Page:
To inquire about the test, please send an e-mail to the address given below. The test is available now in the following languages. I want to express my heart- felt thanks to all of those individuals who have kindly provided me with translations of the text in the test pages. Naturally, I cannot guarantee the accuracy of the translations and you may wish to consult the original English version for comparison.

  • Arabic
  • Belgian (Flemish)
  • Chinese
  • Croatian
  • Dutch
  • English
  • Farsi
  • Finnish
  • French
  • German
  • Greek
  • Hebrew
  • Hindi
  • Italian
  • Japanese
  • Korean
  • New Malay
  • Portuguese
  • Serbian
  • Spanish
  • Turkish

In the spirit of the original researchers who have generously provided the basic cube stimulus figures to many researchers, these test are provided to researchers free of any cost. However, they have to adhere to conditions of use that protect the integrity of the test by not allowing it to get into general circulation.

A very large stimulus library of the Shepard-type cube figures is also available, suitable for computer presentation, also free of charge (see entry under SILC, TESTS OF SPATIAL SKILL, Other).

Please note that we provide the test only to Faculty and Graduate students.

Email the Lead Researcher or Secondary Contact:

    Michael Peters, University of Guelph, ON, Canada (Lead Researcher): mpeters [at] uoguelph [dot] ca

    Bruno Laeng, University of Oslo (Secondary Contact): bruno.laeng [at] psykologi [dot] uio.no

References

  • ♦ Peters, M. & Battista, C. (2008). Applications of mental rotation figures of the Shepard and Metzler type and description of a mental rotation stimulus library. Brain and Cognition, 66(3), 260-264.
  • ♦ Peters, M., Laeng, B., Latham, K., Jackson, M., Zaiyouna, R. & Richardson, C. (1995). A Redrawn Vandenberg & Kuse Mental Rotations Test: Different Versions and Factors that affect Performance. Brain and Cognition, 28, 39-58.
  • ♦ Peters, M., Manning, J. T. & Reimers, S. (2007). The effects of sex, sexual orientation, and digit ratio (2D:4D) on mental rotation performance. Archives of Sexual Behavior, 36(2), 251-260.
The test instrument:
Please, email the lead researcher.

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VIZ: The visualization assessment and training website, was developed as an open access site for the assessment and training of spatial skills. The site uses separate modules to collect accuracy and response times. We currently have four tasks, mental rotation, paper folding, water level, and spatial working memory and other tasks can be contributed. Excel macros that are currently under development will allow users to access data from a group or by date.

Email the Lead Researchers:

  Dawn Blasko, The Pennsylvania State University

  Kathy Holliday-Darr, The Pennsylvania State University

            { ib4 [at] psu [dot] edu }

  Jennifer Trich-Kremer, The Pennsylvania State University

            { jdt107 [at] psu [dot] edu }

References

  • ♦ Blasko, D., Holliday-Darr, K., Mace, D., & Blasko-Drabik, H. (2004). VIZ: The visualization assessment and training website. Behavior Research Methods Instruments & Computers, 36(2), 256-260.
  • ♦ Holliday-Darr, K., Blasko, D., & Dwyer, C. (1999). Improving Cognitive Visualization with a Web-Based Interactive Assessment and Training program. Proceedings American Society for Engineering Educators, Engineering Design Graphics Division 54th Annual Mid Year Meeting (pp. 147-151).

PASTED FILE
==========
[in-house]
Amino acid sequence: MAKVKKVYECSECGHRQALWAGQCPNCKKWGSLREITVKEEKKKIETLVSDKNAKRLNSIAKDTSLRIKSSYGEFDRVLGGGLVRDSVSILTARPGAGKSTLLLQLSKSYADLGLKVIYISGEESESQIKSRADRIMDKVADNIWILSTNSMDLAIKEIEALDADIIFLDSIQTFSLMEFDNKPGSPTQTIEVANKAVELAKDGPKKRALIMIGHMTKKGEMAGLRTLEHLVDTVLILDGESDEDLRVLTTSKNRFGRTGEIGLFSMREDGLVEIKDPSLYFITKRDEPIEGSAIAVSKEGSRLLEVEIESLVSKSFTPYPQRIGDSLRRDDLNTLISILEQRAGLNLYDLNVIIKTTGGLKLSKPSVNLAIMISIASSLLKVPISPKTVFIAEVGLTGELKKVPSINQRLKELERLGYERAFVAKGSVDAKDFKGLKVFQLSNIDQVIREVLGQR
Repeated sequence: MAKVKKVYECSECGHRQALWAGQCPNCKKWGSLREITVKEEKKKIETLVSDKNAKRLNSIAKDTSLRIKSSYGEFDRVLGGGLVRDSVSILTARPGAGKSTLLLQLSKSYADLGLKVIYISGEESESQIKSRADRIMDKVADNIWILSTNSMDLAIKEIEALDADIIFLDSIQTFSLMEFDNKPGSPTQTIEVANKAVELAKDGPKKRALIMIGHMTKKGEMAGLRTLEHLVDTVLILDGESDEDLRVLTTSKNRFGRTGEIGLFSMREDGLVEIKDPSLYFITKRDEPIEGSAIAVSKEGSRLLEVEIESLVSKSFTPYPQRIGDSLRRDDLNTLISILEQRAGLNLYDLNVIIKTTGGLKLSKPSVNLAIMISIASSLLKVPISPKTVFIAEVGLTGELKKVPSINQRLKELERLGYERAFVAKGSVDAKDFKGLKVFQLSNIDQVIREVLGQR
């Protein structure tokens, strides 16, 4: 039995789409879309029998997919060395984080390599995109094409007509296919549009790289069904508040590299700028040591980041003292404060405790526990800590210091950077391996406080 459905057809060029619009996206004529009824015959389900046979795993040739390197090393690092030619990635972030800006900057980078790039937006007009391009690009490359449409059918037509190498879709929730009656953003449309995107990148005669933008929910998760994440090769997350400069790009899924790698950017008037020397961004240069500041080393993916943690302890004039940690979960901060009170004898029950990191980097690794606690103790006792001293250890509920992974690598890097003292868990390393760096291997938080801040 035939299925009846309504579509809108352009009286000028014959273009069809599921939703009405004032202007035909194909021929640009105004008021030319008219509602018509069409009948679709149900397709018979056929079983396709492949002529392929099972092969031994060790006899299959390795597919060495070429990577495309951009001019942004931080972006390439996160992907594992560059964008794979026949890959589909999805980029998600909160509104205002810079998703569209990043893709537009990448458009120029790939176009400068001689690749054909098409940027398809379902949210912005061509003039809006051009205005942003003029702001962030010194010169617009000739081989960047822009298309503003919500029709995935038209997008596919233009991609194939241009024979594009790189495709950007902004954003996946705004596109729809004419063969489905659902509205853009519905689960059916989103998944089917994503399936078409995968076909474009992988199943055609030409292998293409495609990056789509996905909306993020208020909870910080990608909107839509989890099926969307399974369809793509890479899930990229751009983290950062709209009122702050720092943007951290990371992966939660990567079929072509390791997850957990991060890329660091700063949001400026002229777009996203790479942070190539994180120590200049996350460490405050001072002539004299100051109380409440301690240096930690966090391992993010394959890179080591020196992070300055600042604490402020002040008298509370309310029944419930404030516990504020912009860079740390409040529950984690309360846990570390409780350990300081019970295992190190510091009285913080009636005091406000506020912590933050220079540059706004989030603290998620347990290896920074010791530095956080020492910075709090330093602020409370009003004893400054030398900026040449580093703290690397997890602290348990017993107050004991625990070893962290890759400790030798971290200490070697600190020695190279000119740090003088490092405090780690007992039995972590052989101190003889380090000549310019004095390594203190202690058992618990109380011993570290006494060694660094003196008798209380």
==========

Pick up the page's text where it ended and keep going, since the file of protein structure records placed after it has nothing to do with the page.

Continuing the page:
The website:
http://viz.bd.psu.edu/

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Email the Lead Researcher:

Mary Hegarty, University of California, Santa Barbara

A test adapted from an unpublished Visualization of Views test by Guay that we read about in Elliot & Smith's compendium of spatial abilities tests. A paper has not been published on this test yet, but it is cited in the following two in-press papers:

References

  • ♦ Hegarty, M., Keehner, M., Khooshabeh, P., & Montello, D. R. (2009). How spatial abilities enhance, and are enhanced by, dental education. Learning and Individual Differences, 19(1), 61-70.
  • ♦ Keehner, M., Hegarty, M., Cohen, C. A., Khooshabeh, P., & Montello, D. R. (2008). Spatial reasoning with external visualizations: What matters is what you see, not whether you interact. Cognitive Science, 32(7), 1099–1132.
Test Location:
Open .pdf document the test
Open .pdf document the answer key
Open Word document the answer key


Questionnaires

♦ Developed by SILC Members

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Children self-report how anxious they feel in specific math situations by using a sliding scale anchored with three faces (calm, somewhat nervous, and very nervous).

Reference

  • ♦ Ramirez, G., Gunderson, E. A., Levine, S. C., & Beilock, S. L. (2013). Math anxiety, working memory and math achievement in early elementary school. Journal of Cognition and Development, 14(2), 187-202.

Population: 1st and 2nd grade

Questionnaire Location:
Open .pdf document  Children's Math Anxiety Questionnaire

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Children self-report how anxious they feel in specific spatial situations, like pointing to a place on a map or solving a maze, by using a sliding scale anchored with three faces (calm, somewhat nervous, and very nervous).

Reference

  • ♦ Ramirez, G., Gunderson, E. A., Levine, S. C., & Beilock, S. L. (2012). Spatial anxiety relates to spatial abilities as a function of working memory in children. The Quarterly Journal of Experimental Psychology, 65(3), 474-487.

Population: 1st and 2nd grade

Questionnaire Location:
Open .pdf document  CSAQ Short Form